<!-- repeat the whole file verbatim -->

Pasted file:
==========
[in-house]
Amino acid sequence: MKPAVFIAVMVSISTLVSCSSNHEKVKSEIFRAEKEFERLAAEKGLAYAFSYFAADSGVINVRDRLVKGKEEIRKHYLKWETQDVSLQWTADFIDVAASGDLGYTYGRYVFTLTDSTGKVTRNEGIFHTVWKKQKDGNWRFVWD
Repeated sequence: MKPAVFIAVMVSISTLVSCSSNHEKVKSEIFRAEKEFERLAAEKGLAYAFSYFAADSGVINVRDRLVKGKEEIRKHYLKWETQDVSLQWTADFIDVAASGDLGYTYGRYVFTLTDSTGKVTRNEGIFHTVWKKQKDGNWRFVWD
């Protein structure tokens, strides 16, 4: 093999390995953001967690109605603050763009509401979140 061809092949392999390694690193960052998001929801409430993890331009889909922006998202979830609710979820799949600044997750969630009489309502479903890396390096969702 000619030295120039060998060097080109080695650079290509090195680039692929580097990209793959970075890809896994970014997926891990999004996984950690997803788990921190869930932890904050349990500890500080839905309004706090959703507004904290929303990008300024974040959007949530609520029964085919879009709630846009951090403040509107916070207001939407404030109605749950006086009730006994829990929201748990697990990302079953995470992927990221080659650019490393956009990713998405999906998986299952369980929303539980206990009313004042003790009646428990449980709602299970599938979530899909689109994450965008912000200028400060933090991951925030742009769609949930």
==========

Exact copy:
[in-house]
Amino acid sequence: MKPAVFIAVMVSISTLVSCSSNHEKVKSEIFRAEKEFERLAAEKGLAYAFSYFAADSGVINVRDRLVKGKEEIRKHYLKWETQDVSLQWTADFIDVAASGDLGYTYGRYVFTLTDSTGKVTRNEGIFHTVWKKQKDGNWRFVWD
Repeated sequence: MKPAVFIAVMVSISTLVSCSSNHEKVKSEIFRAEKEFERLAAEKGLAYAFSYFAADSGVINVRDRLVKGKEEIRKHYLKWETQDVSLQWTADFIDVAASGDLGYTYGRYVFTLTDSTGKVTRNEGIFHTVWKKQKDGNWRFVWD
């Protein structure tokens, strides 16, 4: 093999390995953001967690109605603050763009509401979140 061809092949392999390694690193960052998001929801409430993890331009889909922006998202979830609710979820799949600044997750969630009489309502479903890396390096969702 000619030295120039060998060097080109080695650079290509090195680039692929580097990209793959970075890809896994970014997926891990999004996984950690997803788990921190869930932890904050349990500890500080839905309004706090959703507004904290929303990008300024974040959007949530609520029964085919879009709630846009951090403040509107916070207001939407404030109605749950006086009730006994829990929201748990697990990302079953995470992927990221080659650019490393956009990713998405999906998986299952369980929303539980206990009313004042003790009646428990449980709602299970599938979530899909689109994450965008912000200028400060933090991951925030742009769609949930």